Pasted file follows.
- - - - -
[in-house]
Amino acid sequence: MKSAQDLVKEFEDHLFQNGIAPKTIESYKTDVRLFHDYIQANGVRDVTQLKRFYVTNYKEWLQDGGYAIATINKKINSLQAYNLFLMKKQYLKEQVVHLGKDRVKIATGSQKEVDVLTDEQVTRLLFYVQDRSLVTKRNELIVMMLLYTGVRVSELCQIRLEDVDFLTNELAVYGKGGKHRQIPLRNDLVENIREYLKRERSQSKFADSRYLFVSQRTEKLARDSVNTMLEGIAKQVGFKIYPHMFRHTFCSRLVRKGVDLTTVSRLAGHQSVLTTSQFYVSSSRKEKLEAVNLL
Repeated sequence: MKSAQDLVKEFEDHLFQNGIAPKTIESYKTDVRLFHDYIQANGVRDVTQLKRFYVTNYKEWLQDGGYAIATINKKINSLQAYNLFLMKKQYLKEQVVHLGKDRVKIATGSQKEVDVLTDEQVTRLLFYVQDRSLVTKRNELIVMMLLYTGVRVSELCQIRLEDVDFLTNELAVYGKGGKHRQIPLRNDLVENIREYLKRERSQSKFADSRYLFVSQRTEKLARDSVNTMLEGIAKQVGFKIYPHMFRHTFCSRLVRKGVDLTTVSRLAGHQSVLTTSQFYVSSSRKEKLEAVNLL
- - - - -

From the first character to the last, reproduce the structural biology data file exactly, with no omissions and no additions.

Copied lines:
[in-house]
Amino acid sequence: MKSAQDLVKEFEDHLFQNGIAPKTIESYKTDVRLFHDYIQANGVRDVTQLKRFYVTNYKEWLQDGGYAIATINKKINSLQAYNLFLMKKQYLKEQVVHLGKDRVKIATGSQKEVDVLTDEQVTRLLFYVQDRSLVTKRNELIVMMLLYTGVRVSELCQIRLEDVDFLTNELAVYGKGGKHRQIPLRNDLVENIREYLKRERSQSKFADSRYLFVSQRTEKLARDSVNTMLEGIAKQVGFKIYPHMFRHTFCSRLVRKGVDLTTVSRLAGHQSVLTTSQFYVSSSRKEKLEAVNLL
Repeated sequence: MKSAQDLVKEFEDHLFQNGIAPKTIESYKTDVRLFHDYIQANGVRDVTQLKRFYVTNYKEWLQDGGYAIATINKKINSLQAYNLFLMKKQYLKEQVVHLGKDRVKIATGSQKEVDVLTDEQVTRLLFYVQDRSLVTKRNELIVMMLLYTGVRVSELCQIRLEDVDFLTNELAVYGKGGKHRQIPLRNDLVENIREYLKRERSQSKFADSRYLFVSQRTEKLARDSVNTMLEGIAKQVGFKIYPHMFRHTFCSRLVRKGVDLTTVSRLAGHQSVLTTSQFYVSSSRKEKLEAVNLL